As illustrated in the drawings, the sensing member 14 includes a head 18 and a shank 20 extending from the head along a central axis A1 which is coaxial with a central axis A of the entire assembly 10. Shank 20 has threads 22 for mounting the sensing member 14 in a threaded hole of the support member 12. In this connection, it is also preferable for the head 18 to be of a hexagonal or other shape to which a wrench can be easily applied to provide torquing of the sensing member 14 upon mounting and removal of assembly 10 from the support member 12. Shank 20 of the sensing member 14 also has a distal end 24, as shown in FIG. 1, at which the compression load F is applied as previously mentioned. Between the threads 22 and the distal end 24, the shank 20 preferably has a round, unthreaded outer surface 25 whose center is positioned along the central axis A.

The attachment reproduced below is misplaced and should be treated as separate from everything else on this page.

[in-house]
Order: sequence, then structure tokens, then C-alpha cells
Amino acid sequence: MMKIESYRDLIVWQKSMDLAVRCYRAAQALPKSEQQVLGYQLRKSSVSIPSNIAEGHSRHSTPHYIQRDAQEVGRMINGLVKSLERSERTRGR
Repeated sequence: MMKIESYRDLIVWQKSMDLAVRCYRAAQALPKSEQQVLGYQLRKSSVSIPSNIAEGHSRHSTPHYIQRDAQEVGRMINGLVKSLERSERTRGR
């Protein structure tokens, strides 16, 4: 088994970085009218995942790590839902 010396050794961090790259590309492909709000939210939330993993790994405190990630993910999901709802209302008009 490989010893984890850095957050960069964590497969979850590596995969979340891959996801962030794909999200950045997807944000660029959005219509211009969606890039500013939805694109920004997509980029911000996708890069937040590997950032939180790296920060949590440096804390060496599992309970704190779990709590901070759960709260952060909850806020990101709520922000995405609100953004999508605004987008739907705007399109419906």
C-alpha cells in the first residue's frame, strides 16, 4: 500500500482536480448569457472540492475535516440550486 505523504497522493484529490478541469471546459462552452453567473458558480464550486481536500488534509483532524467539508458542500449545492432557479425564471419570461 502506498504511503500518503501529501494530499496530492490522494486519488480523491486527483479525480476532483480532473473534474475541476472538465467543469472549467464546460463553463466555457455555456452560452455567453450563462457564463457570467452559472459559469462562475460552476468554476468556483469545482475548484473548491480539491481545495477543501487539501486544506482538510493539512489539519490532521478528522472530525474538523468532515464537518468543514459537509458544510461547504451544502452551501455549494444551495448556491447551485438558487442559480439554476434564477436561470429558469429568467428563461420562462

As best illustrated in FIG. 1, a counterbored hole 26 extends through the head 18 of the sensing member 14 into its shank 20 and receives the strain gauge transducer 16 as is more fully described below. The counterbored hole 26 includes an inner pilot end 28 that extends axially with a round cross section whose center is located at the central axis A as illustrated in FIG. 3. An annular seat 30 of the counterbored hole 26 has a flat shape extending radially outward from the inner pilot end 28 in a perpendicular relationship to the central axis A. As illustrated, the annular seat 30 has a round shape with an outer diameter approximately twice the size of the diameter of the inner pilot end 28. An intermediate portion 32 of the counterbored hole 26 extends axially outward with a round cross section from the annular seat 30 to a threaded outer portion 34 whose minor thread diameter is preferably equal to the diameter of the round cross section of the intermediate hole portion. Also, the counterbored hole 26 preferably has an unthreaded outer end 36 for receiving an electrical connector 38 as is hereinafter more fully described.